Workhorse Group Secures $35 Million In Financing

JAN 5 2019 BY MARK KANE 22

Workhorse received a cash injection for further business development

The Workhorse Group, which produces electric delivery vehicles, develops W-15 range-extended pickup truck and SureFly eVTOL (electric vertical takeoff & landing) octocopter, has secured $35 million in financing from Marathon Asset Management.

According to the company, “immediate access to capital enables funding for existing and future purchase orders, satisfies existing debt obligations, and serves as another key step in Workhorse’s long-term capital strategy.”

Recently we didn’t hear much about the W-15, which could be totally overshadowed by Rivian, but the SureFly eVTOL will be present at the 2019 Detroit Auto Show.

More about the Workhorse financing in the press release:

“The proceeds will be used for current working capital, parts acquisitions to fulfill existing and future customer purchase orders and contracts as well as to satisfy full repayment of the senior secured notes incurred in July 2018.

The facility has a three-year term secured by a first priority lien on all assets. Funds will be provided in two separate tranches, the first of which is a $10 million lump sum amount that will be used principally to satisfy repayment of the July 2018 senior secured notes. The remaining $25 million will function as a revolving credit facility from which Workhorse may draw down as necessary to meet existing and future purchase orders.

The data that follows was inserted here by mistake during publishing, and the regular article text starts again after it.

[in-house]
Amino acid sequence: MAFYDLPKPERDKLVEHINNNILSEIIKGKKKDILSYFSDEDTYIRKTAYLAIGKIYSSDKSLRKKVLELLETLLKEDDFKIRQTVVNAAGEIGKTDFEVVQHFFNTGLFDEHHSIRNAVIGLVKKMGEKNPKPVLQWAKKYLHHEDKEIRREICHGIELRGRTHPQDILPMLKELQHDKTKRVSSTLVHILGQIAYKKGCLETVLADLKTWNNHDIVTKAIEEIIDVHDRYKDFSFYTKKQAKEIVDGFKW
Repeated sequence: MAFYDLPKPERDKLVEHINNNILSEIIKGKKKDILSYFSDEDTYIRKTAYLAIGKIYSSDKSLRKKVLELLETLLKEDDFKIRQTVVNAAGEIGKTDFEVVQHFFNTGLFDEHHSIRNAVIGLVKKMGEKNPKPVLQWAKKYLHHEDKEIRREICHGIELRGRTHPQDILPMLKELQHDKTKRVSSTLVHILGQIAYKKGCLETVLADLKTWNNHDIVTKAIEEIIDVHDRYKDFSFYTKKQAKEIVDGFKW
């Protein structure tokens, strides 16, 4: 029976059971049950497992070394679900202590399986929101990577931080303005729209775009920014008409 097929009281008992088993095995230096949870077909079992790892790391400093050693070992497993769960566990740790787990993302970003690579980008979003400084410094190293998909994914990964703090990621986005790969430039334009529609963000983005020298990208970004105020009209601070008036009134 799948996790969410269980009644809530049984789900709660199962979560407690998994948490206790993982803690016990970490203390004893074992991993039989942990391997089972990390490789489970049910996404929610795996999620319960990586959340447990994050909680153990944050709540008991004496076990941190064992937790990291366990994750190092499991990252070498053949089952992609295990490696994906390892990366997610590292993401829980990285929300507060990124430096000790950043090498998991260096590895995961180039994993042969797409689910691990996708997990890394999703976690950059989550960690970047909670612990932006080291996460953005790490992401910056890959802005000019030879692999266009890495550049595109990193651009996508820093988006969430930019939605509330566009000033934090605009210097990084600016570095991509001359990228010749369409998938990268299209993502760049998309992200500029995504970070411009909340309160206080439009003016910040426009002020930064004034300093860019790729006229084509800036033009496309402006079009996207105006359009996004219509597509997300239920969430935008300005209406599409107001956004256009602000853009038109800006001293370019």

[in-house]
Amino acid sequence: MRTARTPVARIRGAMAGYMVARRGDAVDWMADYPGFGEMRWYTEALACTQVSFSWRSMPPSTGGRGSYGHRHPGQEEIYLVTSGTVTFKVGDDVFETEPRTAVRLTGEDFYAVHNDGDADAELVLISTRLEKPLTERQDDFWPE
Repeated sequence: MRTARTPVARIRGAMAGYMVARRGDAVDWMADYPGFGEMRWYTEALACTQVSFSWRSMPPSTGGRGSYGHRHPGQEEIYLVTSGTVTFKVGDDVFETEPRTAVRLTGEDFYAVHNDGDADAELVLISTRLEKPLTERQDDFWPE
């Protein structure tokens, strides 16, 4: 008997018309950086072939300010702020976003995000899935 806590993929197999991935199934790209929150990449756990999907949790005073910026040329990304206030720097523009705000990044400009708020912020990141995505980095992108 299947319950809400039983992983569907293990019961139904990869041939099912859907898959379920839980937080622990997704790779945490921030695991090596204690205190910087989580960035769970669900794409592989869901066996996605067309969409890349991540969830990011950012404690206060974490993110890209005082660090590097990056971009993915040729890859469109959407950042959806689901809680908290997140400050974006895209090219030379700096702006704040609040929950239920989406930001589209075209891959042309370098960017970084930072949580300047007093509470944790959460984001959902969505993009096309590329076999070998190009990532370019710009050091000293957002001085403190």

Marathon, based in New York, NY, is an opportunistic global credit event-driven manager with approximately $15 billion in assets under management. The firm pursues credit through a broad spectrum of investments in global corporate credit, distressed and special situational credit, structured credit, emerging markets and leveraged loans. A perfect fit for Workhorse’s needs, Marathon is uniquely positioned to quickly create innovative financing solutions that fit within Workhorse’s existing capital structure and its business objectives.”

“In addition to closing the Marathon loan facility, Workhorse continues working in partnership with Duke Energy Corporation (NYSE: DUK). On November 28, 2018, as the first step in the relationship, a subsidiary of Duke Energy purchased 615,000 Panasonic battery cells for $1.3 million from Workhorse. The transaction is intended as an initial step toward an arrangement between Duke Energy and Workhorse in creating an innovative battery leasing program designed to provide customers a cost competitive electric vehicle product alternative.  Through this relationship, Duke Energy intends to explore further development of eFleet solutions to Workhorse customers which may include single-point management and financing of all the Behind the Meter (BTM) infrastructure necessary to support depot wide electrification, vehicle/battery leasing and distributed energy resources. Duke Energy and Workhorse believe a seamless/integrated solution will help reduce the overall costs of converting fleets to electric power enabling faster adoption of electric vehicles into commercial fleets.”

Workhorse CEO Steve Burns said: